Argentina Legalizes Medical Cannabis And Hemp To Revive Economy
The Latin American country has high hopes that the legalization of cannabis will bring much-needed cash and jobs to the country after Covid
At the beginning of May, the Argentine Congress passed a bill to establish a legal framework for the establishment of a domestic cannabis industry (cultivation and sale) as well as the export of both medical cannabis and industrial hemp.
The move was backed by the country’s president, Alberto Fernandez, who hopes to create new jobs, increase productivity, and create new kinds of exports for the country, which is now facing a deep economic crisis, post-Covid.
The government believes that the industry could create about 10,000 new jobs in the next two years and create $500 million worth of revenue for the country. They hope that of this amount, $50 million will also be exported.
The country has 8 different varieties of cannabis seeds so it will not have to import them, or seedlings.
Cannabis – A Latin American Export Commodity?
Argentina of course is not the only country now exploring the cultivation of cannabis for economic development purposes – not only in Latin America but globally.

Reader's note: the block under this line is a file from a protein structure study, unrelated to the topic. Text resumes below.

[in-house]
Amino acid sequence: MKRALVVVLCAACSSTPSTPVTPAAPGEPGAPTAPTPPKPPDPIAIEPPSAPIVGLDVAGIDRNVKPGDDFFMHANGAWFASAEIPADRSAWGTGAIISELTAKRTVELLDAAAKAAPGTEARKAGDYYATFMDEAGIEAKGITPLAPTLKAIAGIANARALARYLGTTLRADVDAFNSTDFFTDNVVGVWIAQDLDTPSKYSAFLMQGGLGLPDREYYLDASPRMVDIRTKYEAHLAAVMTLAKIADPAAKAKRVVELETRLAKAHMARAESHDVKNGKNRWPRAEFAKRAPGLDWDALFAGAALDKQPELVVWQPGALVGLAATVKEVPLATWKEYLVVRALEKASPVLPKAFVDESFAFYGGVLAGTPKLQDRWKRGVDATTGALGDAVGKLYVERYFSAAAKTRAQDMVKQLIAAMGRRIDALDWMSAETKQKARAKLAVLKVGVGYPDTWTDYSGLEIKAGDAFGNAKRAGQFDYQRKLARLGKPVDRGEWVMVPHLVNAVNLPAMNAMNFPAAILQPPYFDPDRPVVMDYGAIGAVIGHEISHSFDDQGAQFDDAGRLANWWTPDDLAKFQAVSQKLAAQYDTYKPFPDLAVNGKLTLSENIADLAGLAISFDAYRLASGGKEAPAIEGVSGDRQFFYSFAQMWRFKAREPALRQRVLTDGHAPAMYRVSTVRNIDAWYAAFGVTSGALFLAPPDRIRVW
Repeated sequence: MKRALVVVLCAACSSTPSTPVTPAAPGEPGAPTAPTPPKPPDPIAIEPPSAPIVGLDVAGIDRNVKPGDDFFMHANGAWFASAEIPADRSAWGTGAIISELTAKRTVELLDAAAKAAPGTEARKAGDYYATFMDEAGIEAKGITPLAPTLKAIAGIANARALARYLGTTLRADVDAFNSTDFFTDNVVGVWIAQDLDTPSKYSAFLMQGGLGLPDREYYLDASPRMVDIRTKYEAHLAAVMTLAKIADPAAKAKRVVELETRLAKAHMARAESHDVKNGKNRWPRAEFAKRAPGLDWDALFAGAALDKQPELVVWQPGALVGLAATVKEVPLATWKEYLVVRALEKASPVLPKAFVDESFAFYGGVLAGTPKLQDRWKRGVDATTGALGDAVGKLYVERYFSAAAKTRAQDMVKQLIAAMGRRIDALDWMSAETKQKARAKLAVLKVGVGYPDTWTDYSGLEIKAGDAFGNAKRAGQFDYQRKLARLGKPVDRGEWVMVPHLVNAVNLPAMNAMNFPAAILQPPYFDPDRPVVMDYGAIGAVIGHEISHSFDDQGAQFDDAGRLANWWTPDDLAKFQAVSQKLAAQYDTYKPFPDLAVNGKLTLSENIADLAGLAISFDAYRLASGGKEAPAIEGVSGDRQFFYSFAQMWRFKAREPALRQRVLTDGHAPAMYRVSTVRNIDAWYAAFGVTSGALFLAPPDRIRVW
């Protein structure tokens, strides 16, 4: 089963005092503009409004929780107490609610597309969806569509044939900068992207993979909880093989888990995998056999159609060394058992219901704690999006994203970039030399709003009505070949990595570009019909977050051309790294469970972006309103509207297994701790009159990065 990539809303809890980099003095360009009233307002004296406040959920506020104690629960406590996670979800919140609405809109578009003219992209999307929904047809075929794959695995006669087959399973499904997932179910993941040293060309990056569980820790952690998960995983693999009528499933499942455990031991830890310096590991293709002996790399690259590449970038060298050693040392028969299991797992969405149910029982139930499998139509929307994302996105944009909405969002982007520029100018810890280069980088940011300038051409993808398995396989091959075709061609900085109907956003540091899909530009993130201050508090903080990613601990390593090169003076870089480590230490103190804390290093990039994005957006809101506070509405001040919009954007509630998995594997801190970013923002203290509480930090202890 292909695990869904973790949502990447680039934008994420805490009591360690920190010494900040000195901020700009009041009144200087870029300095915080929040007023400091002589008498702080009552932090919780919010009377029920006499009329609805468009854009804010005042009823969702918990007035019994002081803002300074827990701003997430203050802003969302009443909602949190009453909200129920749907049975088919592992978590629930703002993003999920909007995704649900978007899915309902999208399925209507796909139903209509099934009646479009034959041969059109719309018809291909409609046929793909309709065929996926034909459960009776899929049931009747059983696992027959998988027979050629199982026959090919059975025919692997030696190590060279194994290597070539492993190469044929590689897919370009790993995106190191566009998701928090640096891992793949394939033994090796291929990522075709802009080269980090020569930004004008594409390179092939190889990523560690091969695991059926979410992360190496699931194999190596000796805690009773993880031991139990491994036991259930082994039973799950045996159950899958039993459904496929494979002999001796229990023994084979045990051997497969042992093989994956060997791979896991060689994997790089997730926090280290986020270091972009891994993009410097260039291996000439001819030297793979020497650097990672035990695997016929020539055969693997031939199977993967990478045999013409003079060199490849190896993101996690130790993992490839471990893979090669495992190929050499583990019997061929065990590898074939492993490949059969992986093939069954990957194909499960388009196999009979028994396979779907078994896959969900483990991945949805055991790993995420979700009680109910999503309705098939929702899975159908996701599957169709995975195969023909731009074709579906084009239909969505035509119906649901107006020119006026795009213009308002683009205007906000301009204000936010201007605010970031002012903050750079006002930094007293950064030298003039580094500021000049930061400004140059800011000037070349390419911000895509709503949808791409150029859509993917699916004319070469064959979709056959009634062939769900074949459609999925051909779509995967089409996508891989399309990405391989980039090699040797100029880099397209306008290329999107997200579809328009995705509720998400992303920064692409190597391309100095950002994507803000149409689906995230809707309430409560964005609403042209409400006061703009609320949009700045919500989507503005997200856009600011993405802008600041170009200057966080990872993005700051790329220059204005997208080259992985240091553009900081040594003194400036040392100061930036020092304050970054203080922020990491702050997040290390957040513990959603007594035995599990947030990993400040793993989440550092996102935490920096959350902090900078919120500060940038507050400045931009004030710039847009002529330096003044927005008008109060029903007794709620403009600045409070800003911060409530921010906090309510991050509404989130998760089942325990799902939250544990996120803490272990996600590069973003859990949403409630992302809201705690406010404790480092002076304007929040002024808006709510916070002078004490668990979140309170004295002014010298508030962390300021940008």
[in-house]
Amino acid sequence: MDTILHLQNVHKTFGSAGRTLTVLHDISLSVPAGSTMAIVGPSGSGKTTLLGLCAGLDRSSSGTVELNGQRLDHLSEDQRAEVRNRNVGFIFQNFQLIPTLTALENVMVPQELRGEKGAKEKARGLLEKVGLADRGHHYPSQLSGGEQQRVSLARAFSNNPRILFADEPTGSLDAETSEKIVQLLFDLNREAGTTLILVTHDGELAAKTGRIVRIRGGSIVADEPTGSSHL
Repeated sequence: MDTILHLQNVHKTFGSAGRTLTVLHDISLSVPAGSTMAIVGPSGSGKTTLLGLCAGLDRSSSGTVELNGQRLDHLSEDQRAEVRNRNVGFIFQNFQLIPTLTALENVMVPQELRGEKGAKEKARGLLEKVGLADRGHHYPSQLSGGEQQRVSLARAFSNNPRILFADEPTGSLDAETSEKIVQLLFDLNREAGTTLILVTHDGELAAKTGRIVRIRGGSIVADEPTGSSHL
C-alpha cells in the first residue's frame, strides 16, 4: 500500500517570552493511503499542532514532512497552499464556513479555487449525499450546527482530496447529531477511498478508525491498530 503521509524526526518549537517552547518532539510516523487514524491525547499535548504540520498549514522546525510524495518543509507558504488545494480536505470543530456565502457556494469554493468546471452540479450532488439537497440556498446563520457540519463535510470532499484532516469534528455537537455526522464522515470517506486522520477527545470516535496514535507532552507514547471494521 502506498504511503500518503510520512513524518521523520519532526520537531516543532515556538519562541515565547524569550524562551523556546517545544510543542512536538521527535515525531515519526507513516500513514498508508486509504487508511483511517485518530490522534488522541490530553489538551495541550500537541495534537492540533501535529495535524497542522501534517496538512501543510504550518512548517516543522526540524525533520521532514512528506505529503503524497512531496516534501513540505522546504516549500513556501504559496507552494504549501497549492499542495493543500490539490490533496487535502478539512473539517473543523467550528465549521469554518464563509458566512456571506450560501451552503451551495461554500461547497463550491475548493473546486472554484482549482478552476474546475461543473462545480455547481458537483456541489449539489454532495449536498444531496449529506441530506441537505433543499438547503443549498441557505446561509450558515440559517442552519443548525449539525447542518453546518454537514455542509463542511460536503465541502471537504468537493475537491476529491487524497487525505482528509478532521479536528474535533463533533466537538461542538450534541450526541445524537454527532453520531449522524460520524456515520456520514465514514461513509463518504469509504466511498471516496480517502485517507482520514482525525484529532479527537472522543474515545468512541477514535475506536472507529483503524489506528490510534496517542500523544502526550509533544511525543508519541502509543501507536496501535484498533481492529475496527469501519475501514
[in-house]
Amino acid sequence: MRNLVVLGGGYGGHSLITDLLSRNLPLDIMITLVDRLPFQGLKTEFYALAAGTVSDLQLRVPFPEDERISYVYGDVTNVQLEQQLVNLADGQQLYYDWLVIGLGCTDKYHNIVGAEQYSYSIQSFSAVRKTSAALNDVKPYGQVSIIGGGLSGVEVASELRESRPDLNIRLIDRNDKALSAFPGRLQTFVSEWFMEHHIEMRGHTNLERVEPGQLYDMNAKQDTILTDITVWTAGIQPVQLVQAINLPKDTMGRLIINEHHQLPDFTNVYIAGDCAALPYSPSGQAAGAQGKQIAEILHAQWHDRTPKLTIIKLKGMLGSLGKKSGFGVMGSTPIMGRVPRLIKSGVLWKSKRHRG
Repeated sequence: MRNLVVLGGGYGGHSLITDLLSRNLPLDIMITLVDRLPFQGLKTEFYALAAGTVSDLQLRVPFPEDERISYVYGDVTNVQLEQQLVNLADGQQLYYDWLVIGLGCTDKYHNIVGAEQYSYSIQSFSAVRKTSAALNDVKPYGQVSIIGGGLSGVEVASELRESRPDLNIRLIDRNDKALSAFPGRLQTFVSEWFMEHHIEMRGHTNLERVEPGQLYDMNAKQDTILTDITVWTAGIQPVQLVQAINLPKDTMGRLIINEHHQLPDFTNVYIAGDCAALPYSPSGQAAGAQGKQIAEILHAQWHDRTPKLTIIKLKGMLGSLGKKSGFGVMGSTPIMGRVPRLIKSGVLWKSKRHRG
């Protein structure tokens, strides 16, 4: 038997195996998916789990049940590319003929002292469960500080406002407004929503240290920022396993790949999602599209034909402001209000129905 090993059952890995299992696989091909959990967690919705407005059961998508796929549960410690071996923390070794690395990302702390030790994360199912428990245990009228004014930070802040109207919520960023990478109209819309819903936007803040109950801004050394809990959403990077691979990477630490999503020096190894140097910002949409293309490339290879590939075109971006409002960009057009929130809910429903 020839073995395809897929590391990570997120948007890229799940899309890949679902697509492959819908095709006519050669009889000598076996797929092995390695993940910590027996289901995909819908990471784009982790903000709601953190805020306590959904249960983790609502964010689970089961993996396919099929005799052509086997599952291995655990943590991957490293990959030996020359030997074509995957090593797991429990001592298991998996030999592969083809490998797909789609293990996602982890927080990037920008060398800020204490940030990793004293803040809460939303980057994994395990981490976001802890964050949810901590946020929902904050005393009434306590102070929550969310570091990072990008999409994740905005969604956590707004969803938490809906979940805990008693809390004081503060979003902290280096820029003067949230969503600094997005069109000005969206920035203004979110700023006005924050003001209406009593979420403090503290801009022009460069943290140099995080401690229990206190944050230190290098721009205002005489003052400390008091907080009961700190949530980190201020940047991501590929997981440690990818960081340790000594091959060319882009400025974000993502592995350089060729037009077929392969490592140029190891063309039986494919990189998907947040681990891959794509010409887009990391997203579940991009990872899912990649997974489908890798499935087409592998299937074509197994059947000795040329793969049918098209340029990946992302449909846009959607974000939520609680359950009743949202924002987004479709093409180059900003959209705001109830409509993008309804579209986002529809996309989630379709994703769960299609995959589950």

At this point, with the exception of Venezuela, Bolivia, French Guiana, Suriname, and Guyana, the entire continent is engaged in medical cultivation of some kind. Even in these countries, the discussion is moving forward toward other things. Uruguay of course is the only country on the continent where recreational use has been legalized. Indeed, Uruguay was the first country in the world to legalize recreational use.
Beyond this, many countries in Africa are now looking to the crop to boost domestic income via exports and for job creation, starting with South Africa.
The question is, of course, will the demand for cannabis actually be this great, globally. Beyond that, there are many questions about the current sustainability of the industry in developing countries. Yes, the prices of cannabis need to drop, dramatically, but there is also likely to be a “race to the bottom” as countries compete with each other for more valuable markets, like Europe.
In many countries on the African continent, cannabis is increasingly being seen as a replacement for tobacco.
In Latin America, in particular, however, the sustainability of the industry, particularly when considering that rain forests could be further decimated to grow the crop, is still in question.
One thing is for sure, however. “South” economies are now in the middle of a green rush. The question is, however, will this return the gold they hope for?